The Bayh-Dole Act at 40: Accomplishments, Challenges, and Possible Reforms

Ameet Sarpatwari, Aaron S. Kesselheim, Robert Cook-Deegan

Research output: Contribution to journalArticlepeer-review


More than 40 years have passed since the enactment of the Patent and Trademark Amendment (Bayh-Dole) Act, which authorized institutions to patent inventions arising from federally funded research. Although some experts have heralded the Bayh-Dole Act as ushering in a new era of technological advances, others have been less sanguine about its impact. In recent years, the high price of prescription drugs and the patenting of COVID-19 therapeutics and vaccines developed with substantial federal government support have rekindled the debate over whether companies should receive more restricted rights to products originating with government funding. This article traces the history leading to the enactment of the Bayh-Dole Act and critically assesses its strengths and weaknesses as well as unresolved questions concerning its scope. Based on this analysis, the authors propose reforms to better align the Bayh-Dole Act with public values and health outcomes, including clarifying government-use rights, making it easier to invoke march-in rights for failure to meet health and safety needs, increasing transparency in how patents are licensed, and testing different approaches to foster the development and application of inventions.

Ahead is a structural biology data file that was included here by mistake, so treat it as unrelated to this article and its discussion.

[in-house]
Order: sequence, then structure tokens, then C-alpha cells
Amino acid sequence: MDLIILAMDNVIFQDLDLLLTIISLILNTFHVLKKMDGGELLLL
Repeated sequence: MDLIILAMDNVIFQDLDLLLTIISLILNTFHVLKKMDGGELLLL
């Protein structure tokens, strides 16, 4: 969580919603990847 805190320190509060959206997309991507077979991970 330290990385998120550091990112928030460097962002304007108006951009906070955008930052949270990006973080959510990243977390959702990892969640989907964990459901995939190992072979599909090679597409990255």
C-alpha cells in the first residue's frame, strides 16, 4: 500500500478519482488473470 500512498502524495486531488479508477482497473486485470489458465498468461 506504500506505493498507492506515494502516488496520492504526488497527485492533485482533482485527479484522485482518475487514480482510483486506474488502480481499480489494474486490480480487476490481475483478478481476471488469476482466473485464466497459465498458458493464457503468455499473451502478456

Original languageEnglish (US)
Pages (from-to)879-895
Number of pages17
JournalJournal of health politics, policy and law
Issue number6
StatePublished - Dec 1 2022


  • biotechnology
  • drug development
  • innovation
  • patents
  • technology transfer

ASJC Scopus subject areas

  • Health Policy


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